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Chinese exports to the US unexpectedly rose in May, despite US tariffs. Imports dropped sharply as economists look to a weak year for the Asian giant's economy.
Chinese exports rose 1.1% to $213.8 billion (€188.4 billion) and imports fell 8.5% to $172.2 billion in May, the Chinese customs agency said Monday.
China's trade surplus with the United States widened to a four-month high of $26.89 billion in May according to the data. The figure for April had been $21.01 billion.
Analysts believe exporters may have speeded up their US shipments to avoid the tariffs brought in by US authorities in May. They adjusted their forecasts to a fall in exports for the third quarter, once the tariffs are in place.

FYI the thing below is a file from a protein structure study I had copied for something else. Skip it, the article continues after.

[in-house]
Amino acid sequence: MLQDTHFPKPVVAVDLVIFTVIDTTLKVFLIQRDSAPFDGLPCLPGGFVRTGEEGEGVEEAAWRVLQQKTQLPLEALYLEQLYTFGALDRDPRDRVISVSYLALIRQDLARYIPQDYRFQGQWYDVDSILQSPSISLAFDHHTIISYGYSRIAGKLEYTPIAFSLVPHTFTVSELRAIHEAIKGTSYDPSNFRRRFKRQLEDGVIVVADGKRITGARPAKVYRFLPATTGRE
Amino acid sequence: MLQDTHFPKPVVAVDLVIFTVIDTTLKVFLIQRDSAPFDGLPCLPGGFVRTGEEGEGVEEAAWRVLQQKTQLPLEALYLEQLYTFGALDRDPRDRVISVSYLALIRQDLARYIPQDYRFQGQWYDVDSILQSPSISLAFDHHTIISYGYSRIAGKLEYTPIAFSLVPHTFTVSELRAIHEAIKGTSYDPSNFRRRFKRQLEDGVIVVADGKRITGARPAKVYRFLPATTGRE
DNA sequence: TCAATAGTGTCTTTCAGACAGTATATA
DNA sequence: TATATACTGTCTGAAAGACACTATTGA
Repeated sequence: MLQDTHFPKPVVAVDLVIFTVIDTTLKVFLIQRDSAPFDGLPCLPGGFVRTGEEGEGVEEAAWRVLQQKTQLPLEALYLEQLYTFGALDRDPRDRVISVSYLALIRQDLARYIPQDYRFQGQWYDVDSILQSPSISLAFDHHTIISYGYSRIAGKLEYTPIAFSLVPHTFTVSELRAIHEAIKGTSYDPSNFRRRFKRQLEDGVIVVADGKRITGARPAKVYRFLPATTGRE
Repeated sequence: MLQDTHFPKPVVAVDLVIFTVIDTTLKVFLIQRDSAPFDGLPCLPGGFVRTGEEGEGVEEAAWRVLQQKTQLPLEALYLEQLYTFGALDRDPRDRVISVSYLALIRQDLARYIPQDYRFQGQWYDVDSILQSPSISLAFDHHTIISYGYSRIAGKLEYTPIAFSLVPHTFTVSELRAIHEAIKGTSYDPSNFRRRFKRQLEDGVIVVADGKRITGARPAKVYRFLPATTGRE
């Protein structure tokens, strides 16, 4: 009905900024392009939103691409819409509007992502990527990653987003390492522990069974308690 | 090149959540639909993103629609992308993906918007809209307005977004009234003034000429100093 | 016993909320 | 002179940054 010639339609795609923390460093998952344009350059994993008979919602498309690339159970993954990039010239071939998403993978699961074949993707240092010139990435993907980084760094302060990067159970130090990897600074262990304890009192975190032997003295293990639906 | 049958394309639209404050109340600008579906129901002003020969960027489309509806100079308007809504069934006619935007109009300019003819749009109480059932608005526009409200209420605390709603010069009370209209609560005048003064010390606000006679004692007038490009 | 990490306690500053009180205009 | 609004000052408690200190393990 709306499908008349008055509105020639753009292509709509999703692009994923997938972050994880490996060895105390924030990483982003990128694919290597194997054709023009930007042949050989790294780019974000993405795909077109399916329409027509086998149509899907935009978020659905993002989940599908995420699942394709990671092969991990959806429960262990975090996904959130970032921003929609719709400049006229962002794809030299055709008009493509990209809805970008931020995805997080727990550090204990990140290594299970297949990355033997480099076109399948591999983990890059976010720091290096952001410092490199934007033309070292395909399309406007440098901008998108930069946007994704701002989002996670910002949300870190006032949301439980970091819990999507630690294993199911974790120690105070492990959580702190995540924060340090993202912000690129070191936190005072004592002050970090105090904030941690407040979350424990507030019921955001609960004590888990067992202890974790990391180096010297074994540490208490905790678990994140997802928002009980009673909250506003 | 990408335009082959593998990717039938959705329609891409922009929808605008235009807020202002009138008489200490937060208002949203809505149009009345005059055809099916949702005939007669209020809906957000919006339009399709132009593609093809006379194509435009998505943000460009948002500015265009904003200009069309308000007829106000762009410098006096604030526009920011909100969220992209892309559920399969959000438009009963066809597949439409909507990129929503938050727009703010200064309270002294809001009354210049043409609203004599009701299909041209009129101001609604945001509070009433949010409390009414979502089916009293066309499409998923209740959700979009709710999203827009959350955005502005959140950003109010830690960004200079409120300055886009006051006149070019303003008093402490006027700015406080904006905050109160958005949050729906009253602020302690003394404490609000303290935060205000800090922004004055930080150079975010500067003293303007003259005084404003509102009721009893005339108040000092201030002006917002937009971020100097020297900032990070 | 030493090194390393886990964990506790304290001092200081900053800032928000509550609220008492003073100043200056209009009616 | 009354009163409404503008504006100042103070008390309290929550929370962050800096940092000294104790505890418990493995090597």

China's overall reliance on exports for its economic health have fallen in recent years but they still account for nearly 20% of its gross domestic product (GDP). Most of its exports go to East Asia and the Pacific, according to World Bank figures, followed by Europe and Central Asia and then the United States.
Factory activity in May also contracted more than expected with weak demand reported in an official survey, leading to suggestions authorities in China could step up economic stimulus measures to stabilise financial markets and growth.
Last week, the International Monetary Fund (IMF) cut its 2019 economic growth forecast for China to 6.2%. If this is the final figure, it would represent the country's weakest expansion in 29 years.
jm/rt (Reuters, AP)